Preston calling: Tech surge fuels Northern jobs boom

prestonPreston might have been the inspiration for Charles Dickens’ Hard Times but it seems the boomtime for the UK tech sector is triggering a surge in jobs in the town, with around 12,600 new tech businesses launching in the area in 2020, more than anywhere else in the country.

In fact, this success is being replicated across the UK, and the number of advertised technology-related roles in the UK is now 42% higher than it was before the pandemic in 2019.

Last week, it was revealed that British firms had witnessed record year of investment with a host of mega deals sending venture capital funding soaring to £13.5bn in the first six months of the year alone.

Now, data from online recruitment company Adzuna shows this bonanza has led to a surge in hiring across the country, with some of the sharpest increases in places like Preston, Cardiff, and Edinburgh.

There are currently more than 42,000 start-ups and nearly 10,000 corporate tech companies across the country, all competing for the industry’s brightest minds, according to Adzuna co-founder Andrew Hunter.

He added: “Companies from Cornwall in the South West to Dundee in the North are increasing their digital teams, from large multinationals to burgeoning startups. We’re seeing an uptick in demand for non-tech roles at digital companies too as businesses scale up. The challenge will be ensuring there is enough skilled talent to go around.”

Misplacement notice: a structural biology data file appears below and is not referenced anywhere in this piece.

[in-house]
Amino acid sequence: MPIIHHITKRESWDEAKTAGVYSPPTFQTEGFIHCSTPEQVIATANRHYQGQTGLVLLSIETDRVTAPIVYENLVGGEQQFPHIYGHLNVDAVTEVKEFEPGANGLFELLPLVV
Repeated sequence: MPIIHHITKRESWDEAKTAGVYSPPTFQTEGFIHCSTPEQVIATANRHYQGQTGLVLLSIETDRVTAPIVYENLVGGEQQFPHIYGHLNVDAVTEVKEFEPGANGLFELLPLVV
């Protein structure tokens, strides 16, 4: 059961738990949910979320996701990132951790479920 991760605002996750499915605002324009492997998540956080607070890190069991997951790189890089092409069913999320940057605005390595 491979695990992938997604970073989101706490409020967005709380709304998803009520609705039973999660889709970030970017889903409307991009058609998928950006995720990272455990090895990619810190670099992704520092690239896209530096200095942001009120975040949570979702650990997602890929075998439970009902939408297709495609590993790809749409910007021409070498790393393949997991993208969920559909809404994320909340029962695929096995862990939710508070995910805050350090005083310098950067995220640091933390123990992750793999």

Advertised digital tech roles across all UK cities are increasing year on year, up from 19% in 2018 to 23% in 2020. Edinburgh was listed as the leading city for job ads, with the number of tech-related roles up 30%.

The Scottish capital is closely followed by Reading and Glasgow, with 29% and 28% of all opportunities across the respective cities being tech-based.

Preston, however, has emerged as the tech hub to watch, with a 53% increase in digital roles since 2018.

Data scientists are seen as an essential role for organisations due to the increasing need for businesses to extract, analyse, and interpret large amounts of data, with software developers also in demand with even junior developers commanding a salary of around £27,500.

Last week, an Experian report claimed that the UK must do more to dispel the myths about the qualifications and skills required for a career in the data industry, amid claims that misconceptions are hindering students from joining the sector.

Experian surveyed 2,001 UK adults (16+) in education and found over two thirds (68%) believe you need key qualifications in maths and/or science in order to work with data. Almost three quarters (72%) also believe that you must have specific data skills in order to apply for a data-related job.

The company is calling on businesses and government to work together to entice more students from a wide range of backgrounds into careers working with data.

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